Researchers from the University of North Carolina at Chapel Hill have reached a new milestone on the way to optical computing, or the use of light instead of electricity for computing. They explored a new way to select and send light of a specific color using long silicon wires that are several hundred nanometers in diameter (about 1,000 times smaller than a human hair) and their work enabled a new type of nanoscale "light switch" that can turn on and off the transmission of one color of light over very long distances.
The research paper, written by chemistry professor James Cahoon and graduate student Seokhyoung Kim at the University of North Carolina at Chapel Hill, along with collaborators at Korea University, was published in the journal Nature Communications on July 17.
Optical computing technology promises many benefits. Swapping electrons for light-based technology would mean that the computers of the future won't overheat and will run much faster.
"In the past there hasn't been a controlled method for selectively sending light down nanoscale wires, so optical technology has either used much larger structures or wasted a lot of light in the process," said James Cahoon, senior corresponding author and associate professor of chemistry in the College of Arts and Sciences at UNC-Chapel Hill. "We found a way to turn on and off the transmission of a specific color of light, and it represents an important step towards the more controlled, effective use of light that would enable optical computing."
The research team developed the Encoded Nanowire Growth and Appearance through VLS and Etching (ENGRAVE) technique, which can create complex shapes in nanowires. They then achieved selective light transmission through precise diameter modulation with the ENGRAVE technique. This was the first report of direct use of a Mie resonance, a light scattering property of nanowires, for guiding light in a nanowire.
This work is a step forward for optical computing and will help enable further advances in the technology. The team's findings can enable downsizing of the optical components needed to develop computers based on light instead of on electricity. By miniaturizing these components, they can be more easily integrated with the existing electronic components in computers. Additionally, the color of light conducted by the wires in this study is sensitive, with the color changing as the environment changes. Thus, these structures can be used as a new type of sensor, in which the color of the conducted light senses the environment of the wire.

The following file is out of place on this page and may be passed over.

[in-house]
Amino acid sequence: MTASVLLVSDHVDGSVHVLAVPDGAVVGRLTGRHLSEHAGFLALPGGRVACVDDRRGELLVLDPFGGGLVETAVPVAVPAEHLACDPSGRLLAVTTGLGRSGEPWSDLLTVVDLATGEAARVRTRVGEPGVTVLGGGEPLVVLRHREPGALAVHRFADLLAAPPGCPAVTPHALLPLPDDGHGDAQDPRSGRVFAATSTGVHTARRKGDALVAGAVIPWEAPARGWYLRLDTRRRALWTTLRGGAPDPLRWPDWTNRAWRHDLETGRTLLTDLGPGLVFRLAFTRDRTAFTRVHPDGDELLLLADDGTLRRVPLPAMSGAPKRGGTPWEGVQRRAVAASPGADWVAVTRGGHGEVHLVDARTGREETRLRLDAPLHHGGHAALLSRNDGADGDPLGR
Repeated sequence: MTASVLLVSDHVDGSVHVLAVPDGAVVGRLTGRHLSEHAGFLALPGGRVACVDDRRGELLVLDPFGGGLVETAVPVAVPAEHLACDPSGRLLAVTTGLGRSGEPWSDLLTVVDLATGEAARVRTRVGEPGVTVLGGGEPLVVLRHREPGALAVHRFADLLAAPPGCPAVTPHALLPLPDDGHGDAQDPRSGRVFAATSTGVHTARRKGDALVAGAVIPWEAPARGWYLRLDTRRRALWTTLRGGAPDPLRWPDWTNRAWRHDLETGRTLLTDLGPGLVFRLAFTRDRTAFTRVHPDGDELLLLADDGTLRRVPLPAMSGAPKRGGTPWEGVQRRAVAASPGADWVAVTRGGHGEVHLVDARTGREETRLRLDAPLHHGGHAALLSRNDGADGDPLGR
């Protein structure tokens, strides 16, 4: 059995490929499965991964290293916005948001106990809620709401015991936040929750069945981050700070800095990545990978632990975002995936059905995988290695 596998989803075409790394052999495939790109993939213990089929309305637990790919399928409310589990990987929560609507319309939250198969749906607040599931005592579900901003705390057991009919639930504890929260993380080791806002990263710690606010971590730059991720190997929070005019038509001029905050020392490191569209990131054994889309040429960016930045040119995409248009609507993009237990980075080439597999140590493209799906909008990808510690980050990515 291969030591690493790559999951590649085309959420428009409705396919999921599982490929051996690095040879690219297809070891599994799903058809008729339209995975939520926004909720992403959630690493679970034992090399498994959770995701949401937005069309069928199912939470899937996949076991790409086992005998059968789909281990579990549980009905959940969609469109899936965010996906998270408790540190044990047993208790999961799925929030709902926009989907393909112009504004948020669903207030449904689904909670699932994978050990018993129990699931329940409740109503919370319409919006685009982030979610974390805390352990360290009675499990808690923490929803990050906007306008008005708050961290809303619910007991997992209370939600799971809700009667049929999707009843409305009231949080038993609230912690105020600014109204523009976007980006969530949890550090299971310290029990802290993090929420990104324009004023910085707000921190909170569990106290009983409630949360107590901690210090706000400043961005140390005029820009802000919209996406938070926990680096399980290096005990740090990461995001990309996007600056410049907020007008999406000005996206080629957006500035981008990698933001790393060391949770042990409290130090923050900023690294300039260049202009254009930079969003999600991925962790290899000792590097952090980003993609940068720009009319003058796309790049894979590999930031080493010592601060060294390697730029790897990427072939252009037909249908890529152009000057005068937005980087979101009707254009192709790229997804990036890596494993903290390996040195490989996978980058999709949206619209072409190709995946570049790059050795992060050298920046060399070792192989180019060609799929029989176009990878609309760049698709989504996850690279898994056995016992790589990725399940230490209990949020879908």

About the University of North Carolina at Chapel Hill
The University of North Carolina at Chapel Hill, the nation's first public university, is a global higher education leader known for innovative teaching, research and public service. A member of the prestigious Association of American Universities, Carolina regularly ranks as the best value for academic quality in U.S. public higher education. Now in its third century, the University offers 77 bachelor's, 111 master's, 65 doctorate and seven professional degree programs through 14 schools and the College of Arts and Sciences. Every day, faculty, staff and students shape their teaching, research and public service to meet North Carolina's most pressing needs in every region and all 100 counties. Carolina's more than 323,000 alumni live in all 50 states, the District of Columbia and 149 countries. More than 169,000 live in North Carolina.